be "absurd," "vague and unintelligible," "preposterous and
gratuitous." This new champion stated that "the objections drawn
from the fossiliferous strata and the like are met by reference
to the analogy of Adam and Eve, who presented the phenomena of
adults when they were but a day old, and by the Flood of Noah and
other cataclysms, which, with the constant change of Nature, are
sufficient to account for the phenomena in question"!

Under inspiration of this sort the Tennessee Conference of the
religious body in control of the university had already, in
October, 1878, given utterance to its opinion of unsanctified
science as follows: "This is an age in which scientific atheism,
having divested itself of the habiliments that most adorn and
dignify humanity, walks abroad in shameless denudation. The
arrogant and impertinent claims of this `science, falsely so
called,' have been so boisterous and persistent, that the
unthinking mass have been sadly deluded; but our university
alone has had the courage to lay its young but vigorous hand upon
the mane of untamed Speculation and say, `We will have no more of
this.'" It is a consolation to know how the result, thus devoutly
sought, has been achieved; for in the "ode" sung at the laying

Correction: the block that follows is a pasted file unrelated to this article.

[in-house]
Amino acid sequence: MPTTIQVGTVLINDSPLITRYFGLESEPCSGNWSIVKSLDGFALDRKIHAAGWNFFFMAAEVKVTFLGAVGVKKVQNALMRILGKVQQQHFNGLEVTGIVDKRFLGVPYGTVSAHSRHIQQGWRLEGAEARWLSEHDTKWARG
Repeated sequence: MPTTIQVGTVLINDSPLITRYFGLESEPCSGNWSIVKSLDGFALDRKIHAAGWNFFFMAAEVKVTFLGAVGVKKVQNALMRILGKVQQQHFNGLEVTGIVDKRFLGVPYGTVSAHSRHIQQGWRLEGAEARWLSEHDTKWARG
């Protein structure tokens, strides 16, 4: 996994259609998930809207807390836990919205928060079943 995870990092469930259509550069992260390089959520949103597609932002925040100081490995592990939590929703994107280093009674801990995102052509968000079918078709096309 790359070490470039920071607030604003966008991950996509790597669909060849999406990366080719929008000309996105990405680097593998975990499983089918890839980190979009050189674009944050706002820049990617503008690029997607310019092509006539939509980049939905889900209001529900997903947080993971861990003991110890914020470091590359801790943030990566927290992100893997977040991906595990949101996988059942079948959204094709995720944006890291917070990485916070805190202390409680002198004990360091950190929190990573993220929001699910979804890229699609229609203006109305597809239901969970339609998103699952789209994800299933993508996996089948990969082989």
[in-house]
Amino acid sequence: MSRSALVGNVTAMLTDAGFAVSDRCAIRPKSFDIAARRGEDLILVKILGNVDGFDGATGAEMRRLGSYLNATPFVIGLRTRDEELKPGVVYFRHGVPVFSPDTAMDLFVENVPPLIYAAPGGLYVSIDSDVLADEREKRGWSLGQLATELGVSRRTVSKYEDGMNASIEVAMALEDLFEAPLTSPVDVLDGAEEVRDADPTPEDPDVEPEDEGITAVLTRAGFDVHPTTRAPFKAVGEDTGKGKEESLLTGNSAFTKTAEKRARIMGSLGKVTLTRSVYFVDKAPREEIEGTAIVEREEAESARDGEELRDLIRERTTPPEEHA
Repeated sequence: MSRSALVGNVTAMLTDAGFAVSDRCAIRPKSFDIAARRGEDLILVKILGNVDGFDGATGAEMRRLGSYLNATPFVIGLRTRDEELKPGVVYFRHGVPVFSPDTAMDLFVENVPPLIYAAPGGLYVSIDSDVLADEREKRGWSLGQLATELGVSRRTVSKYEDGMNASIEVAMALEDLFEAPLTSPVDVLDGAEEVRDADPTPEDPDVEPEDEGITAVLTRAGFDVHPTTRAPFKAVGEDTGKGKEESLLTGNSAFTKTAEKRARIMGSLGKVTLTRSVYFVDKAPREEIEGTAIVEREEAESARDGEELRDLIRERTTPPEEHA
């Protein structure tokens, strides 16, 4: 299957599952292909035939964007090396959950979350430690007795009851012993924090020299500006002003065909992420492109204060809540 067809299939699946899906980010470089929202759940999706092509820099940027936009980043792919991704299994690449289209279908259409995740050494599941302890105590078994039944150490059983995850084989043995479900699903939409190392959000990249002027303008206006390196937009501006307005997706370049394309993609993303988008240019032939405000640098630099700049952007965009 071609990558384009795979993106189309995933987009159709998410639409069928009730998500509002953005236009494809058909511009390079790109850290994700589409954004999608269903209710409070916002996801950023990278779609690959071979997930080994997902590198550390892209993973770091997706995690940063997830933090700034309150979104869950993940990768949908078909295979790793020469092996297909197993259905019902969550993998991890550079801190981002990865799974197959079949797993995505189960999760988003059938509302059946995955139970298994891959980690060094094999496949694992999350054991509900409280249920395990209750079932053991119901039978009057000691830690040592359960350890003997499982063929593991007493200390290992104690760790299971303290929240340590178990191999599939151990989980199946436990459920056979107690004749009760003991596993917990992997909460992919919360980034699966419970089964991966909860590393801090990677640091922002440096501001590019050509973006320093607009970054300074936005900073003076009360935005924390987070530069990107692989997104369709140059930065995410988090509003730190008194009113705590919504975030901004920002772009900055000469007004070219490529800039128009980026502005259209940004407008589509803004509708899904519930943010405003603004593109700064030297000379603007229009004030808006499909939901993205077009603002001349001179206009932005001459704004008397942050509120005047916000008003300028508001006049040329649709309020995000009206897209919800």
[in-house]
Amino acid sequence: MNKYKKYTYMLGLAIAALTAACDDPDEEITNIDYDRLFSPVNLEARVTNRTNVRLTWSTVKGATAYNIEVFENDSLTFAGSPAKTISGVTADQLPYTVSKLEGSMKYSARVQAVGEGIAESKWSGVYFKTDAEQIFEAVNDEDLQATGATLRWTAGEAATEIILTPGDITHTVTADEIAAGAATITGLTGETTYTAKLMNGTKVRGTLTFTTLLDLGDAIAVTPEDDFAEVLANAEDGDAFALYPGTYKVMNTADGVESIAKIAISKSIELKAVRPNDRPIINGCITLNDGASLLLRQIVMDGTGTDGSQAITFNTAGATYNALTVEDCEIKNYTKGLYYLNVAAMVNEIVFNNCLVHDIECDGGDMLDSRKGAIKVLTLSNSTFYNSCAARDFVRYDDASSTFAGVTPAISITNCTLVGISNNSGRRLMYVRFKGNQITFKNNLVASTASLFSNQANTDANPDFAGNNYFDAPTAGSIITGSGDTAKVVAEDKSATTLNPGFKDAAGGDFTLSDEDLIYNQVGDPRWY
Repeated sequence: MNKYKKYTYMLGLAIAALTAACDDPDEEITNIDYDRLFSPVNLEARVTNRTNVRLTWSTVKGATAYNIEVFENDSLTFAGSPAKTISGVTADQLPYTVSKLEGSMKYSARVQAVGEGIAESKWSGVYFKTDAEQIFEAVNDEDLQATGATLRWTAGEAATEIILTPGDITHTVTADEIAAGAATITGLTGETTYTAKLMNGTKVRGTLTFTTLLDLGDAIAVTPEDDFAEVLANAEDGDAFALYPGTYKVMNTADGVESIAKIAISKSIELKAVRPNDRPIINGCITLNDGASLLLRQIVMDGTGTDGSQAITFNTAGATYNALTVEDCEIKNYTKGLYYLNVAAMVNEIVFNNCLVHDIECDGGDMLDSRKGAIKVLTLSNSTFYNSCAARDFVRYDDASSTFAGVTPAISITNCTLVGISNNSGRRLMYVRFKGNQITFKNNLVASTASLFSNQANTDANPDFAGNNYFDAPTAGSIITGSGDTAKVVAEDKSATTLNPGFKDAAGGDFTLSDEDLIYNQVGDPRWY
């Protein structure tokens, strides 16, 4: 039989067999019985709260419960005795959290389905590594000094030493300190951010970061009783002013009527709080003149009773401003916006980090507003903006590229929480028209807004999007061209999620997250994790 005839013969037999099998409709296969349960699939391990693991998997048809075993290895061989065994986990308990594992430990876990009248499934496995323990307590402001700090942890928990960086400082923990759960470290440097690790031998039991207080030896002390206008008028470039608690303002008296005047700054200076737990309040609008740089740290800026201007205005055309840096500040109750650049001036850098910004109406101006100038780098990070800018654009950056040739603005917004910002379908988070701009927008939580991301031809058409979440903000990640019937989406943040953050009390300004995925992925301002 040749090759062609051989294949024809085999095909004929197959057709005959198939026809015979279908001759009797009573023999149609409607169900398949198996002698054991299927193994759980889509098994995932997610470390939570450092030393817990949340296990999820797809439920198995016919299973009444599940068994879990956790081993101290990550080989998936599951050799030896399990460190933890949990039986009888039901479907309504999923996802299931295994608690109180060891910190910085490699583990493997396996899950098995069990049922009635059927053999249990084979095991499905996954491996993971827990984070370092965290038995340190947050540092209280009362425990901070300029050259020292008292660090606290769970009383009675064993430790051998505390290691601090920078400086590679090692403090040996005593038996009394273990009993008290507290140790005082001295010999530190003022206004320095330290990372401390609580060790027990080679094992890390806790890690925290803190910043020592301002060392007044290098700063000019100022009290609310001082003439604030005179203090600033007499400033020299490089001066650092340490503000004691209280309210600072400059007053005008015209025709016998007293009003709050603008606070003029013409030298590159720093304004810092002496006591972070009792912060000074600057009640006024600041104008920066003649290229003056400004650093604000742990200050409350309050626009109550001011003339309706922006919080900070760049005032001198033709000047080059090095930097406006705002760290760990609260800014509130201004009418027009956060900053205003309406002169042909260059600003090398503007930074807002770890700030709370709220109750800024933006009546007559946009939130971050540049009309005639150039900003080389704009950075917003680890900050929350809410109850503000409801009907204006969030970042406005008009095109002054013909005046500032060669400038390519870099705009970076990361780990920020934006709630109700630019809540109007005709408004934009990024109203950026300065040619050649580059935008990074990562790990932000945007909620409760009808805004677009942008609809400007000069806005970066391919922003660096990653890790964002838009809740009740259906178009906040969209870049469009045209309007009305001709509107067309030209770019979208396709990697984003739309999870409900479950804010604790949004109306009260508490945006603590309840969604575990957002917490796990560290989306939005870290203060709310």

of the corner-stone of a new theological building of the same
university, in May, 1880, we read:

"Science and Revelation here
In perfect harmony appear,
Guiding young feet along the road
Through grace and Nature up to God."

It is also pleasing to know that, while an institution calling
itself a university thus violated the fundamental principles on
which any institution worthy of the name must be based, another
institution which has the glory of being the first in the entire
North to begin something like a university organization--the
State University of Michigan--recalled Dr. Winchell at once to
his former professorship, and honoured itself by maintaining him
in that position, where, unhampered, he was thereafter able to
utter his views in the midst of the largest body of students on
the American Continent.

Disgraceful as this history was to the men who drove out Dr.
Winchell, they but succeeded, as various similar bodies of men
making similar efforts have done, in advancing their supposed
victim to higher position and more commanding influence.[197]

[197] For Dr. Winchell's original statements, see Adamites and
Pre-Adamites, Syracuse, N. Y., 1878. For the first important
denunciation of his views, see the St. Louis Christian Advocate,
May 22, 1878. For the conversation with Bishop McTyeire, see Dr.
Winchell's own account in the Nashville American of July 19,
1878. For the further course of the attack in the denominational
organ of Dr. Winchell's oppressors, see the Nashville Christian
Advocate, April 26, 1879. For the oratorical declaration of the
Tennessee Conference upon the matter, see the Nashville American,
October 15, 1878; and for the "ode" regarding the "harmony of
science and revelation" as supported at the university, see the
same journal for May 2, 1880

A few years after this suppression of earnest Christian thought
at an institution of learning in the western part of our Southern
States, there appeared a similar attempt in sundry seaboard
States of the South.

As far back as the year 1857 the Presbyterian Synod of
Mississippi passed the following resolution:

"WHEREAS, We live in an age in which the most insidious attacks
are made on revealed religion through the natural sciences, and